Flak, or ‘Triple A’ as it’s also known was anti-aircraft artillery. The American planes often had to fly through enormous barrages of anti-aircraft fire as they closed in on the target areas. Flak could easily bring down a bomber if it hit the engines or punctured the fuel tanks but it could also cause significant damage to the plane and horrendous injuries to the crew without actually felling the plane entirely. It is remarkable to note that when she had completed the 100 consecutive missions (she had flown 65 times to Germany, 31 times to France and 4 times to Belgian), by some great fortune, or perhaps witchcraft, no one was wounded or killed whilst flying aboard her – astonishing.
A commemorative ‘short snorter’ banknote in the digital archive celebrates the achievement. The ‘snorter’ was produced to mark the groups’ 200th mission and is signed by many of the crew and 467th staff. In the In the middle is a depiction of ‘Witchcraft’ herself aptly being ‘buzzed’ by a witch on a broomstick and around her are the battle honours, in just over a year ‘Witchcraft’ was a veteran of all the major aerial battles of 1944-1945, the Battle of Normandy, Battle of Northern France, the Battle of Germany and Air Offensive Europe, each of which is represented with a small illustration.
Being such a famous aeroplane there are plenty more fascinating artefacts in the archive for you to explore. Especially wonderful is a fantastic and rare photo of ‘Witchcraft’ inflight signed by Crew Chief Ramirez. I doubt there was anyone, barring the aircrew who flew and fought in her that cared for this aircraft as much as Joe and his ground crew colleagues did.
So what became of ‘Witchcraft’? Well, she was flown back to the USA soon after the end of hostilities in June 1945 and was broken up for salvage. A sad and ordinary end for such an extraordinary aeroplane.
Of the almost 20,000 B-24’s built, only a handful survive – a crying shame seeing as there were more ‘Libs’ made than any other bomber in World War II. Of that handful only two are in airworthy condition, they are 40-2366, a very early example, a B-24A in fact, which is operated by the Confederate Airforce at Addison, Texas and 44-44052 a late model B-24J that was in use by the Indian Airforce right up until the late 1960s! Today it is owned and operated by the Collings Foundation and based in Massachusetts.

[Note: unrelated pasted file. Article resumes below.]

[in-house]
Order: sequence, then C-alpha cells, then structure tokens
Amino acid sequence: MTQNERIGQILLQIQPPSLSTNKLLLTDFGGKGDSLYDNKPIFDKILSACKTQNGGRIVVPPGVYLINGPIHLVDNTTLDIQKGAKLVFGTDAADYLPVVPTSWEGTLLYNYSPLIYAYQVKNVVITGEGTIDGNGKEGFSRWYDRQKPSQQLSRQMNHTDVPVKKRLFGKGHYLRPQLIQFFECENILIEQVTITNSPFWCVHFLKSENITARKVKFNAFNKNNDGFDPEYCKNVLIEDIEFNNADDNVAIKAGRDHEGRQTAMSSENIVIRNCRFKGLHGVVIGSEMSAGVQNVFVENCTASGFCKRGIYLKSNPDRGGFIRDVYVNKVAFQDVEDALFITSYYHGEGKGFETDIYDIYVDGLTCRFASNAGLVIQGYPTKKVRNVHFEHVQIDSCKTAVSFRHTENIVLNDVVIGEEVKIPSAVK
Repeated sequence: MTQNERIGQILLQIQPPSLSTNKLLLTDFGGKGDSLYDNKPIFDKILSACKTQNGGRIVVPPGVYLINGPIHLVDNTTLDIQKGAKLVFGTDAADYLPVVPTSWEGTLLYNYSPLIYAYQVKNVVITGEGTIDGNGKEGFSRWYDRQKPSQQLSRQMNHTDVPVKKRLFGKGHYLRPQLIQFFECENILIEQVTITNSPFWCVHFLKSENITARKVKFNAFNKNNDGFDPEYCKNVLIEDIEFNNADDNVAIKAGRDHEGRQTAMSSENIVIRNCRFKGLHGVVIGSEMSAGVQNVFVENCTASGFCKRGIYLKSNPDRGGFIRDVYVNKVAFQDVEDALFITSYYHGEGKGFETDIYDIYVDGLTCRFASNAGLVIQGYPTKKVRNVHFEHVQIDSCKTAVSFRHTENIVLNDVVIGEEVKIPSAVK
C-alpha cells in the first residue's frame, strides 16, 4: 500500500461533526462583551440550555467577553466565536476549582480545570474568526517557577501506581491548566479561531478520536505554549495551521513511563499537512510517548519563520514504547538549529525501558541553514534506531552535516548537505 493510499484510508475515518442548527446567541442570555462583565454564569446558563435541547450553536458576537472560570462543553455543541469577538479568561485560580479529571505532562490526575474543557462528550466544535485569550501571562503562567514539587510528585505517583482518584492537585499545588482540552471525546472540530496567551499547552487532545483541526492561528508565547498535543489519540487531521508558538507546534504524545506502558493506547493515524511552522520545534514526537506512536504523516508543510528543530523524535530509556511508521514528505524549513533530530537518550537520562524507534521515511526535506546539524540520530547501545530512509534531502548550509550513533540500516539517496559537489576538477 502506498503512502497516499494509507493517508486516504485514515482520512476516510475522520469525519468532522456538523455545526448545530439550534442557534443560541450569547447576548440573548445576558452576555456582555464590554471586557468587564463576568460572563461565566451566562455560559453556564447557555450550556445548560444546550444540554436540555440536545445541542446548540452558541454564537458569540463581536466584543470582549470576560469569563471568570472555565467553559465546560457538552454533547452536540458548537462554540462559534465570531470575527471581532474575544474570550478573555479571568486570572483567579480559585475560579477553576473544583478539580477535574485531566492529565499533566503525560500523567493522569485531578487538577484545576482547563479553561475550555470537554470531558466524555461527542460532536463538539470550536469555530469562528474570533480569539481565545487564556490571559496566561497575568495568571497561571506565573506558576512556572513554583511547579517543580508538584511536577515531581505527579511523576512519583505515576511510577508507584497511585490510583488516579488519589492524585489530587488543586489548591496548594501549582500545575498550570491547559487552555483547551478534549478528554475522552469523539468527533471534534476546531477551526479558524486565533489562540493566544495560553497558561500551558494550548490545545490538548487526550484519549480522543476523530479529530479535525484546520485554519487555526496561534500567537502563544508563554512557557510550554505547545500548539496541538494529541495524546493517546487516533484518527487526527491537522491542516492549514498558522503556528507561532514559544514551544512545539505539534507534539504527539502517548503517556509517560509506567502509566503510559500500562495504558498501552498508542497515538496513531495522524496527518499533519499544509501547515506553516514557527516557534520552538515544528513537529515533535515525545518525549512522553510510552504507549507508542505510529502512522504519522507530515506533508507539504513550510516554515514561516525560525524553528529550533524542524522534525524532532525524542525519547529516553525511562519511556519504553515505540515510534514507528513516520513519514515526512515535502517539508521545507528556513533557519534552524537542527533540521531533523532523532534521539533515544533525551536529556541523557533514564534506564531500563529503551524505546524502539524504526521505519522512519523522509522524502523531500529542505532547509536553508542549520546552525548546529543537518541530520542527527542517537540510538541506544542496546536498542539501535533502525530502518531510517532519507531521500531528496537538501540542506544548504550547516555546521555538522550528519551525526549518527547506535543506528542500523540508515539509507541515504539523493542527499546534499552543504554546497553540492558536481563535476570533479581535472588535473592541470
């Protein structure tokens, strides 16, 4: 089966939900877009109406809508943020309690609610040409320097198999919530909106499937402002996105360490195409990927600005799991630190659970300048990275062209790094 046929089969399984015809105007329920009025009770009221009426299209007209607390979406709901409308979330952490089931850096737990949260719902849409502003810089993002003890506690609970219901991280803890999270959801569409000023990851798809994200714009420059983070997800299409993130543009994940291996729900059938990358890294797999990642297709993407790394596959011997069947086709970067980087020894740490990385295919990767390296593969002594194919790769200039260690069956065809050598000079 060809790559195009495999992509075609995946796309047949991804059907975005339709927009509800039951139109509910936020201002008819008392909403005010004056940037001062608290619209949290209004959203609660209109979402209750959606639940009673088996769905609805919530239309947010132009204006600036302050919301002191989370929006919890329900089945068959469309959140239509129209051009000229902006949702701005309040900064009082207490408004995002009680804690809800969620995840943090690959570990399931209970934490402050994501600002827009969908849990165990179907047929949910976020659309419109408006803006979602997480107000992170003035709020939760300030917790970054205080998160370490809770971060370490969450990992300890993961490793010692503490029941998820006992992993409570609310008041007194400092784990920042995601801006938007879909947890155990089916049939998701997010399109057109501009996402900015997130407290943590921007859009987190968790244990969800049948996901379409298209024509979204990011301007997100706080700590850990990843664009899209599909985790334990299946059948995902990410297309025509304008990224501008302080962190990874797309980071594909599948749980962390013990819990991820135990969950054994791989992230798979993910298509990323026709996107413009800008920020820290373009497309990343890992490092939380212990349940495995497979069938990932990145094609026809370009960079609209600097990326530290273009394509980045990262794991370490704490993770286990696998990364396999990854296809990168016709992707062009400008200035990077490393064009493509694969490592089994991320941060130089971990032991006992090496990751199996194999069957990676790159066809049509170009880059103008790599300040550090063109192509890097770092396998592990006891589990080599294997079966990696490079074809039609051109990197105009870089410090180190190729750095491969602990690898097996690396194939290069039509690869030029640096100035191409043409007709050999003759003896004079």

The Collings Foundation has lovingly looked after this piece of living history for almost 30 years. In that time she has been painted in three different liveries representing three iconic B-24s which flew in the three ‘theatres of operations’ in which the Liberator played a part.
First up was 42-78444 ‘All American’ assigned to the 765th Squadron of the 461st BG part of the Fifteenth Airforce which fought in the Mediterranean Theatre of Operations (MTO). In 1998 she ‘became’ 44-40973, the spectacular ’The Dragon and his Tail’ assigned to the 43BG, Fifth Airforce which flew in the Pacific Theatre of Operations (PTO), and currently, she flies resplendent in the colours of an Eighth Airforce B-24. It’s not hard to guess which Liberator they chose to represent…the one and only 42-52534 ‘Witchcraft’.
If you live in Norfolk then the USA is a long way to go to see one of these magnificent machines, but if you are lucky enough to make the trip to the Collings Foundation or you see one of these two machines flying at an airshow please think of the many young men who made the ultimate sacrifice flying and fighting in these aeroplanes because the vast majority of crews weren’t as lucky as those of ‘Witchcraft’ and it is to honour them that we must keep these aircraft flying.